Ramsey: Willpower may be lacking on ethics merger
Posted: Thursday, May 7, 2009 8:01 pm
NASHVILLE (AP) — Senate Speaker Ron Ramsey on Wednesday blamed what he called unfair media coverage for possibly scuttling an effort to merge the Tennessee Ethics Commission with the state Registry of Election Finance.
The Blountville Republican said all current ethics laws would stay on the books under the merger, and that combining the two entities would save money.
“I don’t know the political willpower is there to do that, simply because the media attention that it’s received — unfairly, to be honest,” Ramsey said. “Nothing is going to be scaled back in terms of ethics in the state of Tennessee. Everything we passed would remain there.”
The ethics commission was established in the aftermath of the FBI’s Tennessee Waltz corruption sting in 2005 that led to the convictions of five former lawmakers. The panel is set to expire at the end of June if lawmakers don’t extend it.
Ramsey’s comments came after the House State Government Subcommittee advanced a bill calling for the merger if the ethics commission fails to be renewed. The voice vote on the bill sponsored by Rep. Curry Todd, R-Collierville, was taken without debate.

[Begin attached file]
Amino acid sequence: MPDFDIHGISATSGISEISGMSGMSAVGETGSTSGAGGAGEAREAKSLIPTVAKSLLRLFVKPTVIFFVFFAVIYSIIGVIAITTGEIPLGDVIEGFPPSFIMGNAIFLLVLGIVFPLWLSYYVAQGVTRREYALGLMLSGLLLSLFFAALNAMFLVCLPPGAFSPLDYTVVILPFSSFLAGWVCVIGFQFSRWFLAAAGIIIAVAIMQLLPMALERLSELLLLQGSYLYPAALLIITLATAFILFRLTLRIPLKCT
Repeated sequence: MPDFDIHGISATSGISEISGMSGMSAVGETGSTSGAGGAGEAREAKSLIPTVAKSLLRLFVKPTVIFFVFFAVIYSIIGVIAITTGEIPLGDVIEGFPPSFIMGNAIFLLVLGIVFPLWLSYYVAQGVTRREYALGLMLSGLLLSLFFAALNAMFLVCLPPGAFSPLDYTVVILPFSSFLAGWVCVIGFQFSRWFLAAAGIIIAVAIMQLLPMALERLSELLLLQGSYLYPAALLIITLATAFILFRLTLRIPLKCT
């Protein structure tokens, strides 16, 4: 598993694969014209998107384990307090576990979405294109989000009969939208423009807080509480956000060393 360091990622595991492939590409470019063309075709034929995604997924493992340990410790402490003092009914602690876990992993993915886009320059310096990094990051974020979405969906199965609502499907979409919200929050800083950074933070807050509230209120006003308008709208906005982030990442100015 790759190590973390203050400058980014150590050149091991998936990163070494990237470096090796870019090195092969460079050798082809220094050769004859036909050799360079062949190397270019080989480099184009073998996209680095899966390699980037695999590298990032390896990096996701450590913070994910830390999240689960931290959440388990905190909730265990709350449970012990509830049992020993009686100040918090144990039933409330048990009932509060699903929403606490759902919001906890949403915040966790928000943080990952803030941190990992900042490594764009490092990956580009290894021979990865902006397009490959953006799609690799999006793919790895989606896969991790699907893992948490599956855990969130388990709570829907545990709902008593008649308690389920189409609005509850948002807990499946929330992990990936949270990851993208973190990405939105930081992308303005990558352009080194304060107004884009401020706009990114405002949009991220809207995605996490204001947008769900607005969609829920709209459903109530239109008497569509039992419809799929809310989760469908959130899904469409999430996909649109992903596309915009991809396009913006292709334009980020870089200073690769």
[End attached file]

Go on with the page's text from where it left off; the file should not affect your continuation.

Democratic Gov. Phil Bred-esen has spoken out against combining the two panels, saying he doesn’t find ethics and campaign finance “a natural partnership.”
Ramsey said the ethics commission has grown into a “typical government bureaucracy,” and that it could complete its work with just one or two employees. He rejected suggestions that the commission needs the staff to register and vet personal disclosure forms from state and local officials, register lobbyists and their employers and conduct training sessions.
The commission also issues advisory opinions and considers ethics complaints.
“I think that can be done with less, I firmly believe that,” Ramsey said.
The speaker said the merger proposal is not aimed at the commission’s executive director, Bruce Androphy.
“I haven’t had any problems with him,” Ramsey said. “I’ve not had any run-ins with him. Some members have, but I can honestly say I’m not one of those.”
As House and Senate panels have considered the ethics commission’s future, Androphy has been placed in the unusual position of having one of the panel’s commissioners, Nashville attorney Linda Knight, often taking the podium after him to give her own varying account of the commission’s operations.
Read HB0506 at http://www.capitol.tn.gov
Published in The Messenger 5.7.09